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Publication Date : 18-03-2013
Such seniors can mortgage their homes to govt for cash
Single, elderly Taiwanese can now mortgage their homes to the government in return for monthly stipends under a new measure to strengthen the social safety net amid an ageing population and falling marriage rates.
The home-for-annuity scheme, or yi fang yang lao in Chinese, aims to help never married, divorced or widowed people aged at least 65 and who have no heir or siblings. Such Taiwanese are not eligible for existing welfare schemes if they own property.
"As the number of senior citizens increases and people live ever longer, demand for economic security and everyday help for the aged will definitely grow," Interior Minister Lee Hong-yuan said in announcing the scheme.
He noted that as many as 80 per cent of Taiwanese own the houses they live in. However, some seniors, even though they own the roofs over their heads, cannot afford everyday expenses.
"The government has to plan ahead and think of ways to help seniors live with dignity after they retire," said Lee.
Under the scheme, seniors mortgage their homes to the government to get cash, the amount of which is determined by their age and gender, and the value of their property.
A 70-year-old man whose home is assessed to be worth NT$10 million (US$336,000), for example, will receive up to NT$34,800 (US$1,200) a month until he breathes his last.
Women get slightly less - NT$33,000 (US$1,100) in this example - because they tend to live longer.
The participant's mortgaged home becomes the property of the government upon his death.
The ministry has secured NT$64 million (US$2.15 million) in lottery taxes to fund up to 100 cases for a start, and will source for more funding, spokesman Chuang Chin-chu told The Straits Times. She said there was no way to tell from government records how many Taiwanese were eligible for the scheme.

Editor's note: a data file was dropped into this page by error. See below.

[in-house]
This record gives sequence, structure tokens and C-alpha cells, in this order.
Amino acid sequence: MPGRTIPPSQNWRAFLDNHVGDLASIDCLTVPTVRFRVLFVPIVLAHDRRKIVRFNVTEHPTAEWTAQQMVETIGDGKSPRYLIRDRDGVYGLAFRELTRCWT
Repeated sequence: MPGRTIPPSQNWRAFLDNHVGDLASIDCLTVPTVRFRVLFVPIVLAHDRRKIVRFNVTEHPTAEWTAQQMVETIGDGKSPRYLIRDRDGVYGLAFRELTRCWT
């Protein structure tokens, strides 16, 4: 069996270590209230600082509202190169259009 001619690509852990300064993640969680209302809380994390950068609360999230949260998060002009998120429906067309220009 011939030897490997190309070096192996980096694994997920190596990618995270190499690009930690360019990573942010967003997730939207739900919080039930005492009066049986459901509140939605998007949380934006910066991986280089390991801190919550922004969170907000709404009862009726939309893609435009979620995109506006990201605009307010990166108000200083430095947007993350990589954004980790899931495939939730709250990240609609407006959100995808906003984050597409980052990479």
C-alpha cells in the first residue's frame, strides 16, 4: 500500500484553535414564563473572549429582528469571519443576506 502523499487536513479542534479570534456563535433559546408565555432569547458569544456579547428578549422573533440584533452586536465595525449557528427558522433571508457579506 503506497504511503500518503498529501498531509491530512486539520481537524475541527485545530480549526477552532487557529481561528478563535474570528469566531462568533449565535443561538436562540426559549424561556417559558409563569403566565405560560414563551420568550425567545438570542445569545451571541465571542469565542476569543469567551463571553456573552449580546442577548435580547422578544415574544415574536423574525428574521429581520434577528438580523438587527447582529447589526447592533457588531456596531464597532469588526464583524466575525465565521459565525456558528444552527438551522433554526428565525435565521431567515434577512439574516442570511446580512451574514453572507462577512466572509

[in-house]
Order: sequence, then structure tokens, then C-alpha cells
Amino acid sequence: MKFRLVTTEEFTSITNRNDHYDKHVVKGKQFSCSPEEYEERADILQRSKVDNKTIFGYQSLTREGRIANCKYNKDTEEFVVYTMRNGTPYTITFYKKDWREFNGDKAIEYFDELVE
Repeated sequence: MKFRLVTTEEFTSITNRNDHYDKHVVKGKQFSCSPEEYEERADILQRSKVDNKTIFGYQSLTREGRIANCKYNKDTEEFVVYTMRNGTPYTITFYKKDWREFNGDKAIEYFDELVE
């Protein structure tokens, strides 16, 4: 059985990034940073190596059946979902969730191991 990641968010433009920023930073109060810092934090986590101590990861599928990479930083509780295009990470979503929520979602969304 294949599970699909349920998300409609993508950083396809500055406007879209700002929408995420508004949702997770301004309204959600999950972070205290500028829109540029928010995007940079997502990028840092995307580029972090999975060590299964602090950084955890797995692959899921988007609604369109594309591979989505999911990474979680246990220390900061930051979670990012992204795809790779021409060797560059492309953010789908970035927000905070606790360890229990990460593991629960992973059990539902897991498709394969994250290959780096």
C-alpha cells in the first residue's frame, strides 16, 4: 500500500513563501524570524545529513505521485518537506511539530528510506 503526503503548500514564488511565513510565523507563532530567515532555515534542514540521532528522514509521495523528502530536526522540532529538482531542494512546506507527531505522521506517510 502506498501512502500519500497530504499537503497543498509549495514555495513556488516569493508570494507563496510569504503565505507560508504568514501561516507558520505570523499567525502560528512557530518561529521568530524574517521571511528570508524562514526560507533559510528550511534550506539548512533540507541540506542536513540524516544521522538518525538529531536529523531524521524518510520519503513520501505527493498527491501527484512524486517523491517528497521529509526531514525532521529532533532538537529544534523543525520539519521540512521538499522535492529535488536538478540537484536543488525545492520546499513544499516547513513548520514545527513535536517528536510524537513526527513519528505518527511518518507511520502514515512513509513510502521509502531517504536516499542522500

What the statistics do show is that Taiwan is expected to become an "aged" society by World Health Organisation definitions in 2017, when 14 per cent of its 23 million people will be more than 65 years old.
Meanwhile, marriage rates in Taiwan have steadily declined since 2000, while divorce rates have crept up. In 2000, 56.38 per cent of Taiwanese aged above 15 were married; by 2011, that figure had dropped to 51.79 per cent. Divorced Taiwanese made up 7.32 per cent of the population in 2011, up from 4.24 per cent in 2000.
The authorities have come up with various schemes in recent years to meet the needs of the shifting demographics.
The Council of Labour Affairs introduced a "caregiver on demand" system this year to help Taiwanese take care of their aged parents without the need for live-in foreign domestic helpers.
And for some years now, the health and economic affairs ministries have been working with private firms to offer home-based medical services to seniors.
The home-for-annuity concept is borrowed from practices in countries like the United States and France.
Liu Pei-ching, a supervisor at Hondao Senior Citizens' Welfare Foundation, feels that the qualifying conditions for yi fang yang lao are too stringent. "What many elderly folk yearn for are companionship and care, not money," she said.